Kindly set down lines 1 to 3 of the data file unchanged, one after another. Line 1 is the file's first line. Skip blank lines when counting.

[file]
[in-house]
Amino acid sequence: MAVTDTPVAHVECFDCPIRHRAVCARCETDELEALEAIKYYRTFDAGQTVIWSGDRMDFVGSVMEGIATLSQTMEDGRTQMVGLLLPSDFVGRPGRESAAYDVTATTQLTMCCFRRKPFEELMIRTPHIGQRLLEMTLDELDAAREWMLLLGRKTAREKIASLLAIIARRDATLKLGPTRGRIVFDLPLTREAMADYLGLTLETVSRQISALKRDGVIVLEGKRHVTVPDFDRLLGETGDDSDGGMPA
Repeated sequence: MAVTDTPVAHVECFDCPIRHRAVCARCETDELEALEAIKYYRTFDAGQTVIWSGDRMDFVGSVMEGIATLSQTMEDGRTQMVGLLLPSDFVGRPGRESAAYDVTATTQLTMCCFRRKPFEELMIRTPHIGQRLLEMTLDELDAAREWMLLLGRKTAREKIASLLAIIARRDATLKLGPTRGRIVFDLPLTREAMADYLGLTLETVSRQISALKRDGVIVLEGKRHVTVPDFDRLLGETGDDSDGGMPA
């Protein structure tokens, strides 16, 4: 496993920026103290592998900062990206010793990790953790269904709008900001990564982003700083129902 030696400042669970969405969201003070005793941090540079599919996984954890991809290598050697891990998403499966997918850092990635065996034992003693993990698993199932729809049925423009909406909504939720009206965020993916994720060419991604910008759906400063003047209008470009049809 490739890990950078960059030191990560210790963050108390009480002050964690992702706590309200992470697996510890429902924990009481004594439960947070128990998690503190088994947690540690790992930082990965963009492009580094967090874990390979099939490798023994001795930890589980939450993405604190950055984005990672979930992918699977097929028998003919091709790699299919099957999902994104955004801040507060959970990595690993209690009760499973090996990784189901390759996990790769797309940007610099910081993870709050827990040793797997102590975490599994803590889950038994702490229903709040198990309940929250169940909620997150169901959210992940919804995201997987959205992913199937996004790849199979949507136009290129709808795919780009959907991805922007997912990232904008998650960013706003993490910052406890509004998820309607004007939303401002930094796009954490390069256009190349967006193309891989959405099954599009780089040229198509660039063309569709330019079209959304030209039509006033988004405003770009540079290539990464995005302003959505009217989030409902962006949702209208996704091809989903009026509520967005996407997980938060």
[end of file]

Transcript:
[in-house]
Amino acid sequence: MAVTDTPVAHVECFDCPIRHRAVCARCETDELEALEAIKYYRTFDAGQTVIWSGDRMDFVGSVMEGIATLSQTMEDGRTQMVGLLLPSDFVGRPGRESAAYDVTATTQLTMCCFRRKPFEELMIRTPHIGQRLLEMTLDELDAAREWMLLLGRKTAREKIASLLAIIARRDATLKLGPTRGRIVFDLPLTREAMADYLGLTLETVSRQISALKRDGVIVLEGKRHVTVPDFDRLLGETGDDSDGGMPA
Repeated sequence: MAVTDTPVAHVECFDCPIRHRAVCARCETDELEALEAIKYYRTFDAGQTVIWSGDRMDFVGSVMEGIATLSQTMEDGRTQMVGLLLPSDFVGRPGRESAAYDVTATTQLTMCCFRRKPFEELMIRTPHIGQRLLEMTLDELDAAREWMLLLGRKTAREKIASLLAIIARRDATLKLGPTRGRIVFDLPLTREAMADYLGLTLETVSRQISALKRDGVIVLEGKRHVTVPDFDRLLGETGDDSDGGMPA